How to prevent another post-holiday COVID surge from Omicron and Delta

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By Dr. Yitades Gebre

Experts in the United States and United Kingdom predict that Omicron will eventually outpace Delta to become the dominant SARS-CoV-2 variant that cause Covid-19 disease.

This was reported by Professor Peter Hotez, Dean at Baylor College of Medicine in Texas. Omicron was detected in 89 countries in less than 4 weeks after the World Health Organization (WHO) declared Omicron a new variant of SARS-CoV-2 on November 24th 2021.

Compared to the highly transmissible Delta which was detected late last year this number is significantly higher. The Delta variant spread to 65 countries in the four weeks since its first announcement.

This does not necessarily make the Omicron variant more explosive than Variant of Concern (VOC) Delta, but rather that countries capacity to detect and conduct viral genomic sequencing have also improved significantly in the past year.

It is not yet clear whether infection with Omicron causes more severe disease as compared to infections with other variants, including Delta.

Preliminary data suggests that there are increasing rates of hospitalization in South Africa, but this may be due to increasing overall numbers of people becoming infected, rather than a result of specific infection with Omicron.

Similarly, the U.K Health Security Agency (UKHSA) conforms that reported cases of Omicron have increased substantially. The Omicron variant likely will spread more easily than the original SARS-CoV-2 virus but how easily Omicron spreads compared to Delta remains unknown.

There is consistent evidence that Omicron has a substantial growth advantage over Delta. It is spreading significantly faster than the Delta variant in countries with documented community transmission, with a doubling time between 1.5–3 days.

Denmark public health authorities were successful to illustrate outbreaks of Omicron that were linked to several seasonal gatherings or events including concerts, and schools.

A major driver of this development was a large party with young adults – a population group with more social and close connections than adults and children according to Dr. Laura Espenhain and her colleagues report in this month’s Euro surveillance Journal.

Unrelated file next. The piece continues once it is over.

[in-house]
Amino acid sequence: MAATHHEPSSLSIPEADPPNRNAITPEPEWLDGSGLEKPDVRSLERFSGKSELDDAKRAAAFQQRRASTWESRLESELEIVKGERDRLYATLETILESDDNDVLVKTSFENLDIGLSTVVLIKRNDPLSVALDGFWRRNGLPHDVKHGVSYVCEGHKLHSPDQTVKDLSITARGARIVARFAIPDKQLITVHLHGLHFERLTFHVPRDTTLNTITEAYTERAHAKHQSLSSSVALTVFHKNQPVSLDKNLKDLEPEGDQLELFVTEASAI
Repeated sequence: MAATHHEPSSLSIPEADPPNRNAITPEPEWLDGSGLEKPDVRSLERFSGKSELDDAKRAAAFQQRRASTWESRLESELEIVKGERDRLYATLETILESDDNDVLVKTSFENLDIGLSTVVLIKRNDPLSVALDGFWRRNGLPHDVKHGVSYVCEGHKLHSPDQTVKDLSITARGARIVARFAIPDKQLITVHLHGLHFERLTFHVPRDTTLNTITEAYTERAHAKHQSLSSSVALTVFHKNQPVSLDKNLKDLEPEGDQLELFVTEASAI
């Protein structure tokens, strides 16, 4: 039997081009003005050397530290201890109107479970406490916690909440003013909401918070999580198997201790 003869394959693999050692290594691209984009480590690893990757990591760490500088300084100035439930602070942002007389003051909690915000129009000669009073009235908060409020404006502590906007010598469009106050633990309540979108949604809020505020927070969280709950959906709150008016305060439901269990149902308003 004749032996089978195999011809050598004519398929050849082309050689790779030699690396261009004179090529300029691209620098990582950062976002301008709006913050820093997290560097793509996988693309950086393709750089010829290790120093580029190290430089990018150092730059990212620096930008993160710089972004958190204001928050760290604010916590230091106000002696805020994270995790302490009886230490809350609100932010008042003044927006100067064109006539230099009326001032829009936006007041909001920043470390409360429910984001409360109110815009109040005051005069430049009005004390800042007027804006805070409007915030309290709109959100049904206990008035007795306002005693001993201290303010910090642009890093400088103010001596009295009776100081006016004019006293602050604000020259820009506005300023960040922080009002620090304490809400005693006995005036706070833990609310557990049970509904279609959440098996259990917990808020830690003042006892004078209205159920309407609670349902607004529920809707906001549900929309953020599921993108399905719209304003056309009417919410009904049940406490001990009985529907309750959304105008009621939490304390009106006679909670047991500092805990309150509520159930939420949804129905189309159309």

There is currently no information to suggest that symptoms associated with Omicron are different from those from other variants.  Initial reported infections were among university students—younger individuals who tend to have more mild disease—but understanding the level of severity of the Omicron variant will take days, possibly several weeks.

All variants of COVID-19, including the Delta variant that is dominant worldwide, can cause severe disease or death, especially for the most vulnerable people, and thus prevention is always key. Although older people and those with underlying conditions are most at risk of severe disease and death, they are not the only ones at risk.

What can you do to protect yourself?

The most effective steps individuals can take to reduce the spread of the COVID-19 virus during this holiday season and beyond is to keep a physical distance of at least 1 meter from others; wear a well-fitting mask; open windows to improve ventilation; avoid poorly ventilated or crowded spaces; keep hands clean; cough or sneeze into a bent elbow or tissue; and get vaccinated.

Vaccines protect people

COVID-19 vaccines currently listed by WHO for emergency use continue to provide protection against the globally prominent Delta variant, and it is expected that they may be effective against Omicron.

A study conducted in the United Kingdom and reported by UKHSA in its early estimates suggest that vaccine effectiveness against symptomatic disease with the Omicron variant is significantly lower compared to the Delta variant.

Nevertheless, moderate to high vaccine effectiveness of 70 to 75% is seen in the early period after a booster dose. Vaccines typically have both direct effects on those who are vaccinated and indirect effects on the wider population due to a reduced probability that people will come into contact with an infected individual.

Hence it is important to keep your holiday events among family members and others who are vaccinated and to maintain proven public health Covid-19 prevention methods as stated above. Vaccination reduces the risk of the delta variant infection and accelerates viral clearance.

Nonetheless, fully vaccinated individuals with breakthrough infections have peak viral load similar to unvaccinated cases and can efficiently transmit infection in household settings, including to fully vaccinated contacts as shown in a UK study by Dr. Anika Singanayagam and her colleagues.

The health system under pressure

There is no doubt that the health system in Barbados has been under tremendous pressure over the last two years. The health workforce itself is affected by Covid-19 and has lost few remarkable and selfless staff.

No doubt it has prevailed with fewer industrial actions. Nurses, and consultant physicians, professional bodies such as the Barbados Association of Medical Practitioners have all raised alarm on health services capacity during the explosive Delta outbreak peak last October.

We should not forget that when the health system is overwhelmed covid-19 deaths rise. This holiday season we all need to take the right actions to protect ourselves, others from getting infected and more importantly the health system from collapsing. Remind yourself and others, hands, face, and space.

Dr. Yitades Gebre is the PAHO/WHO Representative for Barbados and the Eastern Caribbean Countries.

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